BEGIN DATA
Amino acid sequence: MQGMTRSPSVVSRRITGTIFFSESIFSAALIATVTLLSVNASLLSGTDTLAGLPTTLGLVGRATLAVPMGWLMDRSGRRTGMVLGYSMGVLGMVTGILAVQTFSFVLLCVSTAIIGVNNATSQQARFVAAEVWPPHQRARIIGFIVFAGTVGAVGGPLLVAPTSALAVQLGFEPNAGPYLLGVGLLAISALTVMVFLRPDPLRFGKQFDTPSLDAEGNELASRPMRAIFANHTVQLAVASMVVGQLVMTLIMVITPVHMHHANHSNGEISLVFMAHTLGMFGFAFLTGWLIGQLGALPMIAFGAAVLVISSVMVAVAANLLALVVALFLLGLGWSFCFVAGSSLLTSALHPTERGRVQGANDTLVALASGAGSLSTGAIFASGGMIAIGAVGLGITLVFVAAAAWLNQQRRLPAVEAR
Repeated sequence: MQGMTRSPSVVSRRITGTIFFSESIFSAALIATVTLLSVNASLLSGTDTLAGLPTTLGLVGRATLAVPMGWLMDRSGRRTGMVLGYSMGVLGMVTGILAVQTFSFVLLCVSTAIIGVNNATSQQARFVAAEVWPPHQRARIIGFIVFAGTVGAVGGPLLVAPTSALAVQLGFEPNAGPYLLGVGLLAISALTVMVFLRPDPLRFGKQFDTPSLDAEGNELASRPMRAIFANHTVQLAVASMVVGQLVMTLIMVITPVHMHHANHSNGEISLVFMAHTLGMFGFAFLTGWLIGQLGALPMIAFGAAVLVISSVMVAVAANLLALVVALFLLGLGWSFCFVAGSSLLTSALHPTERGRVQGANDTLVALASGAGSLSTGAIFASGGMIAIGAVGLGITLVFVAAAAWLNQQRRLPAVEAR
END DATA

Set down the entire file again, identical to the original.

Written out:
Amino acid sequence: MQGMTRSPSVVSRRITGTIFFSESIFSAALIATVTLLSVNASLLSGTDTLAGLPTTLGLVGRATLAVPMGWLMDRSGRRTGMVLGYSMGVLGMVTGILAVQTFSFVLLCVSTAIIGVNNATSQQARFVAAEVWPPHQRARIIGFIVFAGTVGAVGGPLLVAPTSALAVQLGFEPNAGPYLLGVGLLAISALTVMVFLRPDPLRFGKQFDTPSLDAEGNELASRPMRAIFANHTVQLAVASMVVGQLVMTLIMVITPVHMHHANHSNGEISLVFMAHTLGMFGFAFLTGWLIGQLGALPMIAFGAAVLVISSVMVAVAANLLALVVALFLLGLGWSFCFVAGSSLLTSALHPTERGRVQGANDTLVALASGAGSLSTGAIFASGGMIAIGAVGLGITLVFVAAAAWLNQQRRLPAVEAR
Repeated sequence: MQGMTRSPSVVSRRITGTIFFSESIFSAALIATVTLLSVNASLLSGTDTLAGLPTTLGLVGRATLAVPMGWLMDRSGRRTGMVLGYSMGVLGMVTGILAVQTFSFVLLCVSTAIIGVNNATSQQARFVAAEVWPPHQRARIIGFIVFAGTVGAVGGPLLVAPTSALAVQLGFEPNAGPYLLGVGLLAISALTVMVFLRPDPLRFGKQFDTPSLDAEGNELASRPMRAIFANHTVQLAVASMVVGQLVMTLIMVITPVHMHHANHSNGEISLVFMAHTLGMFGFAFLTGWLIGQLGALPMIAFGAAVLVISSVMVAVAANLLALVVALFLLGLGWSFCFVAGSSLLTSALHPTERGRVQGANDTLVALASGAGSLSTGAIFASGGMIAIGAVGLGITLVFVAAAAWLNQQRRLPAVEAR